Some bug (may be) in Array.indexOf

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  • Hi @Gordon,

    While trying to do some statistics, I found that situation on a v2.00 upgrade Pico:

    >var tab1mAlpha = new Array( 0.05, 0.1, 0.2, 0.3, 0.5, 0.7, 0.8, 0.9, 0.95, 0.99, 0.999);
    =[ 0.05, 0.1, 0.2, 0.3, 0.5, 0.7, 0.8, 0.9, 0.95, 0.99, 0.999 ]
    >typeof v

    However, using the test box in the mozilla page, I got

    var tab1mAlpha= [0.05, 0.1, 0.2, 0.3, 0.5, 0.7, 0.8, 0.9, 0.95, 0.99, 0.999];
    var v=1-0.05;
    console.log(typeof v);

    which once run showed:

    > 8
    > "number"

    So, is this a bug or I am not understanding something?

    P.S.: Should I report this type of problem on the forum or in github?

  • Which board are you running this on?

    It looks like this is kind of a bug and kind of not a bug. What you're hitting is floating point inaccuracy.

    The issue boils down to whether this is true or false: 1-0.05 == 0.95

    You can't represent 0.05 or 0.95 exactly in a floating point number, so the nearest number is reported. So what you're doing is basically comparing 0.95 and 0.95000000001 (which just gets rounded in the console).

    In fact to show you the actual binary numbers behind o.95:

    >console.log(new Uint8Array(new Float64Array([0.95, 1-0.05]).buffer))
    new Uint8Array([
    103, 102, 102, 102, 102, 102, 238, 63, 
    102, 102, 102, 102, 102, 102, 238, 63])

    So there's one bit different in Espruino. I just checked with Node.js and it looks like the parsing of numbers is actually different, since Node.js gets 102, 102, 102, 102, 102, 102, 238, 63 for 0.95 as well but Espruino gets 103,...

    However it's really bad practice to do what you're doing anyway. Even if I fix this issue there will be cases where it fails. For instance the classic [0.3].indexOf(0.1+0.1+0.1) that used to trip up Windows Calculator still fails in Node.js (ironically it actually works in Espruino!).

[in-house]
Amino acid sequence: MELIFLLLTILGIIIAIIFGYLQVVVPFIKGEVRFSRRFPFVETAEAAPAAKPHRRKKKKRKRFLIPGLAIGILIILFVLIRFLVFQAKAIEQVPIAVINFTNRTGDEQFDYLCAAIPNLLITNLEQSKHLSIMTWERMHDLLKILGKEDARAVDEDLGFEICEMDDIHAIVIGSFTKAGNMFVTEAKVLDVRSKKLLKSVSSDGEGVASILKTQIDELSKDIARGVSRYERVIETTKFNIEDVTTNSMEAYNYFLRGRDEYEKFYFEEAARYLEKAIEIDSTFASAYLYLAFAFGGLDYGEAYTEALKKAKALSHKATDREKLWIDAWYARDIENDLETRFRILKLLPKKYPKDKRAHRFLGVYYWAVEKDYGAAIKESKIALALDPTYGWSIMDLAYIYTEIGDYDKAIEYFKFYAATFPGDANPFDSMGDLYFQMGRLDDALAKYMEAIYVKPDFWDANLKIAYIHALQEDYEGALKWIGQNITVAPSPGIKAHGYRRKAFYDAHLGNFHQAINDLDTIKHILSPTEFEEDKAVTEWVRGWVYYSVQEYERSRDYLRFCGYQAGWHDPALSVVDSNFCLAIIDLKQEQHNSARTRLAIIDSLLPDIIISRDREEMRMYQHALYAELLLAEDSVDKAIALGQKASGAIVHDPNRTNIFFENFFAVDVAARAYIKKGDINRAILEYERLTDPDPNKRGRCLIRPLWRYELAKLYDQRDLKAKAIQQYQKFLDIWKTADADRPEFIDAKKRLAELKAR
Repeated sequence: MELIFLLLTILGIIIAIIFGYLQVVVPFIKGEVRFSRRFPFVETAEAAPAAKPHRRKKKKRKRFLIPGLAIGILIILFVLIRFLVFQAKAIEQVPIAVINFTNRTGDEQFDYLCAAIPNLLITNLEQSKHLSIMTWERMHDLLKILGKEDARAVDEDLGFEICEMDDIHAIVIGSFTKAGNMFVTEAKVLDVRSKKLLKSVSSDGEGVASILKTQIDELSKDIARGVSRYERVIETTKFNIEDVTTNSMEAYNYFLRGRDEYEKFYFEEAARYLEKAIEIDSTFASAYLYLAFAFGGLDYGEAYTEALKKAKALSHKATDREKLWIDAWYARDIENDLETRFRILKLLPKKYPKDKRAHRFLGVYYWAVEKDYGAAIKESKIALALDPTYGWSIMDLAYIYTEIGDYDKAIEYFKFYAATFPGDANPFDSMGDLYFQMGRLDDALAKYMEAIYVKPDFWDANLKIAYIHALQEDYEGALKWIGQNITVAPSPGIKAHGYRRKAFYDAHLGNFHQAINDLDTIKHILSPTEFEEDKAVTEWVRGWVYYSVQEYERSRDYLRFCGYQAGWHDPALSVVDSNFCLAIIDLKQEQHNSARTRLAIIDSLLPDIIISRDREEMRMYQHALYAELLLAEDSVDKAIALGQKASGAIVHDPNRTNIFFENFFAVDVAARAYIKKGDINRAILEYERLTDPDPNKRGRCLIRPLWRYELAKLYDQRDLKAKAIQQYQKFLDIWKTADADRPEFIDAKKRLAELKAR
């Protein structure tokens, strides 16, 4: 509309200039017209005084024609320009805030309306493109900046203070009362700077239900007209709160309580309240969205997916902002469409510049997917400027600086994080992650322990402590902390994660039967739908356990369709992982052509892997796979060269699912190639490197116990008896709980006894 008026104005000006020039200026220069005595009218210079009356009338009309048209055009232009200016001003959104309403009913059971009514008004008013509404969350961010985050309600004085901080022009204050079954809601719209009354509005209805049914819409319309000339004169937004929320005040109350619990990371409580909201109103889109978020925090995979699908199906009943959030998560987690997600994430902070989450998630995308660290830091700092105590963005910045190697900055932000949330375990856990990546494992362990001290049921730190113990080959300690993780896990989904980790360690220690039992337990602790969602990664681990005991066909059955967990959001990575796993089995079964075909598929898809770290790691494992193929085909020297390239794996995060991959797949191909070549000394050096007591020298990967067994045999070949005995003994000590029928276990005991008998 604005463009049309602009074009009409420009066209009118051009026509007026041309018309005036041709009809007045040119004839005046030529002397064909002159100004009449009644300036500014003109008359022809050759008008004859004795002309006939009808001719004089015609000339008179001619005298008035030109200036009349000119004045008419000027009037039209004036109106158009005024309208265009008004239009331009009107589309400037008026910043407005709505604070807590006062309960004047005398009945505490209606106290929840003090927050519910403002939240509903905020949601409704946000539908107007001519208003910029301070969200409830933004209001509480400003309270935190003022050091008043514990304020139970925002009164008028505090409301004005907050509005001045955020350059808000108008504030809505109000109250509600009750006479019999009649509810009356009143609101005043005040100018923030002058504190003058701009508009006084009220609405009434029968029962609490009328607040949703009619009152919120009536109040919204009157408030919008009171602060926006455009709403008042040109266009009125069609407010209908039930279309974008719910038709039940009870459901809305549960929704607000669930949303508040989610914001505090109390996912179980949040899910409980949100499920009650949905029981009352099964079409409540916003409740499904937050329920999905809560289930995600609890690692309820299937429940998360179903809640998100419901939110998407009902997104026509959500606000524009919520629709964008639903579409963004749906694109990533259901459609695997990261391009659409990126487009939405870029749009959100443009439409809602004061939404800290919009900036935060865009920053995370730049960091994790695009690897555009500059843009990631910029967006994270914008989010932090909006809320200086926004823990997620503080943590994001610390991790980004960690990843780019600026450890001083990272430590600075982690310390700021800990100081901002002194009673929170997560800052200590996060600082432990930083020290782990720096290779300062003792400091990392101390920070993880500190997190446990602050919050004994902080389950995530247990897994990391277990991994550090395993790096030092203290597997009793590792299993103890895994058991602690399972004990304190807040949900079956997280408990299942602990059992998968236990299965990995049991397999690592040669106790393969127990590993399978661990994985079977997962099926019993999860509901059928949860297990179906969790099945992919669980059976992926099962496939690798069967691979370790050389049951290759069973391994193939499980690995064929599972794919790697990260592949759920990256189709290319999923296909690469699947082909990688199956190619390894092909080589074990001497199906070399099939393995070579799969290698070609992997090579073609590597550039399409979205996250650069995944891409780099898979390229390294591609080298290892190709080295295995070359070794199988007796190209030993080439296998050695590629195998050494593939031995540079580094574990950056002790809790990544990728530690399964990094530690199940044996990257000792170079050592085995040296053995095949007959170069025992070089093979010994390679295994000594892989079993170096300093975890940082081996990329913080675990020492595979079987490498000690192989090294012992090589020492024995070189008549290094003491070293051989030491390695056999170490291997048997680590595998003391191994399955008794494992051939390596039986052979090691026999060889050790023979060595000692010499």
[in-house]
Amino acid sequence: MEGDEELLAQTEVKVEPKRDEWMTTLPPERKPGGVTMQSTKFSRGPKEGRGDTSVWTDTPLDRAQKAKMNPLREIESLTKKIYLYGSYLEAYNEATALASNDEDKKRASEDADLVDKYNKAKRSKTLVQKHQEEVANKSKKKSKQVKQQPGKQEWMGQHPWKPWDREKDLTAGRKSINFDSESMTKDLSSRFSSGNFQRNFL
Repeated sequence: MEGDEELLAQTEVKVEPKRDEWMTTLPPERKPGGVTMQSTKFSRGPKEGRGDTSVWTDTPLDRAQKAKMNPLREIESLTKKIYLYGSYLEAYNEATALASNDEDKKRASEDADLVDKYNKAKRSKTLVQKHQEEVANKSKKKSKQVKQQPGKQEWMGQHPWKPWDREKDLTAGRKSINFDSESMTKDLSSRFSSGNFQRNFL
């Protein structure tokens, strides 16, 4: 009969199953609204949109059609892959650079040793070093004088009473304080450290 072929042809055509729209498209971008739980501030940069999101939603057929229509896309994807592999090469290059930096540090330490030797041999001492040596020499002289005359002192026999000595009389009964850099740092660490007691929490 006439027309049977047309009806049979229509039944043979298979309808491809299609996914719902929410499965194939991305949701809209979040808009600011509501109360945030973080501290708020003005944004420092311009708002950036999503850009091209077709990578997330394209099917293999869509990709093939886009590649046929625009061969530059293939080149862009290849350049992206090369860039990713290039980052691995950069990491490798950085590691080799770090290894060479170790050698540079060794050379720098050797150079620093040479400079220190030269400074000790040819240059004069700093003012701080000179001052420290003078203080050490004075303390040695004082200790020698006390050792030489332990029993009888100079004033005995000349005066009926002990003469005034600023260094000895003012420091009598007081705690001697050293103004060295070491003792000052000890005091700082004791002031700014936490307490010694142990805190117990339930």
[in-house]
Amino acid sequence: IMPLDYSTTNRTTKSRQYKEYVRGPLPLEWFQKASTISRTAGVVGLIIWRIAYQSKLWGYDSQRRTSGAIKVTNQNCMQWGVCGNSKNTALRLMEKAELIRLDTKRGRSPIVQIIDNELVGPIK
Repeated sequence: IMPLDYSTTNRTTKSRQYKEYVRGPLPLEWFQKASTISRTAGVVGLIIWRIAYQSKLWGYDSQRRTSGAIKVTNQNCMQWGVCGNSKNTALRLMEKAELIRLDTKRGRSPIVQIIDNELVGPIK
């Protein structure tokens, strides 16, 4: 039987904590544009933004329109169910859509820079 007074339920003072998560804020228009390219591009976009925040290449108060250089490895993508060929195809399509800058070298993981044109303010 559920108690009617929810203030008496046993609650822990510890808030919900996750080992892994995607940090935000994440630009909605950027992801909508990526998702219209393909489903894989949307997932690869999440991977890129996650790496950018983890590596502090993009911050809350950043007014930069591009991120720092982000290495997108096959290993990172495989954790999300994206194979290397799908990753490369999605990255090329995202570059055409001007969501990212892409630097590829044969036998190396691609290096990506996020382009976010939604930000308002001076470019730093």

To work around this you could explicitly check if the number was close or not: tab1mAlpha.findIndex(a=>Math.abs(a-v)<0.­000001)

    I think this kind of thing is always better to check on the forum with first - I have now filed a bug but in many cases they can be things that have been asked before - very often on GitHub I just keep getting similar issues filed time after time.

  • Just to add that another option is just to compare strings...

    t =>x.toString())
  • Thanks,
    Yes, I had forgotten about decimals beeing rounded somewhere when transformed into binaries.

    So I tested the second solution and it works.

    I totally agree with the no bug approach. The trick is that it's a silent killer. As well as dynamic typing is indeed.

    However, the value of v is continuous (risk level in probability) so the exact comparison done by Array.indexOf was not my need.

    I finally settled on Array.findIndex as I can get an index through a comparison function even if the value is really not in the array but rather in between values in the array. My array is sorted in increase order.
    And this came from your first answer. tab1mAlpha.findIndex(a=>Math.abs(a-v)<0.­000001)

    This page provides the formulas and statistics tables from which I extracted the 2 arrays below...
    That gave me:

    // approximately computes the xhi2 of 2 degrees of liberty value for alpha risk
      function xhi2_2(alphaRisk) { 
            var idx = [0.05, 0.1, 0.2, 0.3, 0.5, 0.7, 0.8, 0.9, 0.95, 0.99, 0.999].findIndex(elt => elt>=(1-alphaRisk));
        return [0.10, 0.21, 0.45, 0.71, 1.39, 2.41, 3.22, 4.61, 5.99, 9.21, 13.82][idx];

    Thank's again for your reactivity and commitment to understand our questions!

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Some bug (may be) in Array.indexOf

Posted by Avatar for asez73 @asez73